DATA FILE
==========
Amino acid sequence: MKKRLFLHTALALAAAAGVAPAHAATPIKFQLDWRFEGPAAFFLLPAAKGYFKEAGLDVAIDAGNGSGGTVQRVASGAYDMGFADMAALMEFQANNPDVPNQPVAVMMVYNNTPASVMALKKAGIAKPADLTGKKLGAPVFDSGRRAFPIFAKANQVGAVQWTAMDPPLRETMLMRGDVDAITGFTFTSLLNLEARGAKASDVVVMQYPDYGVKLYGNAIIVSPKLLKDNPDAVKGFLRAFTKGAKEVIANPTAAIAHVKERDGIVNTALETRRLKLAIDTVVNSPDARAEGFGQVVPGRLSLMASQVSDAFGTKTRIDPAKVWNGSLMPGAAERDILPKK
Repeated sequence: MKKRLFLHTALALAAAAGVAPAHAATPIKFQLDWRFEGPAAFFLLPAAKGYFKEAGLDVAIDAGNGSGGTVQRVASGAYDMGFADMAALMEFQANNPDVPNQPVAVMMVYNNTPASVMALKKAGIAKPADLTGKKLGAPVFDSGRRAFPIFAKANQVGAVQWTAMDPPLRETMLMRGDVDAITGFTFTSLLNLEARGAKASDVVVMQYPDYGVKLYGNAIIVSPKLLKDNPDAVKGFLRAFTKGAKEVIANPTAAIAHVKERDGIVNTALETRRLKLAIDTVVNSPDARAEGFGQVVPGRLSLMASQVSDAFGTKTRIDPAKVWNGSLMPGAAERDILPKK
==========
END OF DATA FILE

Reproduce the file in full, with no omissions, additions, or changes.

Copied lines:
Amino acid sequence: MKKRLFLHTALALAAAAGVAPAHAATPIKFQLDWRFEGPAAFFLLPAAKGYFKEAGLDVAIDAGNGSGGTVQRVASGAYDMGFADMAALMEFQANNPDVPNQPVAVMMVYNNTPASVMALKKAGIAKPADLTGKKLGAPVFDSGRRAFPIFAKANQVGAVQWTAMDPPLRETMLMRGDVDAITGFTFTSLLNLEARGAKASDVVVMQYPDYGVKLYGNAIIVSPKLLKDNPDAVKGFLRAFTKGAKEVIANPTAAIAHVKERDGIVNTALETRRLKLAIDTVVNSPDARAEGFGQVVPGRLSLMASQVSDAFGTKTRIDPAKVWNGSLMPGAAERDILPKK
Repeated sequence: MKKRLFLHTALALAAAAGVAPAHAATPIKFQLDWRFEGPAAFFLLPAAKGYFKEAGLDVAIDAGNGSGGTVQRVASGAYDMGFADMAALMEFQANNPDVPNQPVAVMMVYNNTPASVMALKKAGIAKPADLTGKKLGAPVFDSGRRAFPIFAKANQVGAVQWTAMDPPLRETMLMRGDVDAITGFTFTSLLNLEARGAKASDVVVMQYPDYGVKLYGNAIIVSPKLLKDNPDAVKGFLRAFTKGAKEVIANPTAAIAHVKERDGIVNTALETRRLKLAIDTVVNSPDARAEGFGQVVPGRLSLMASQVSDAFGTKTRIDPAKVWNGSLMPGAAERDILPKK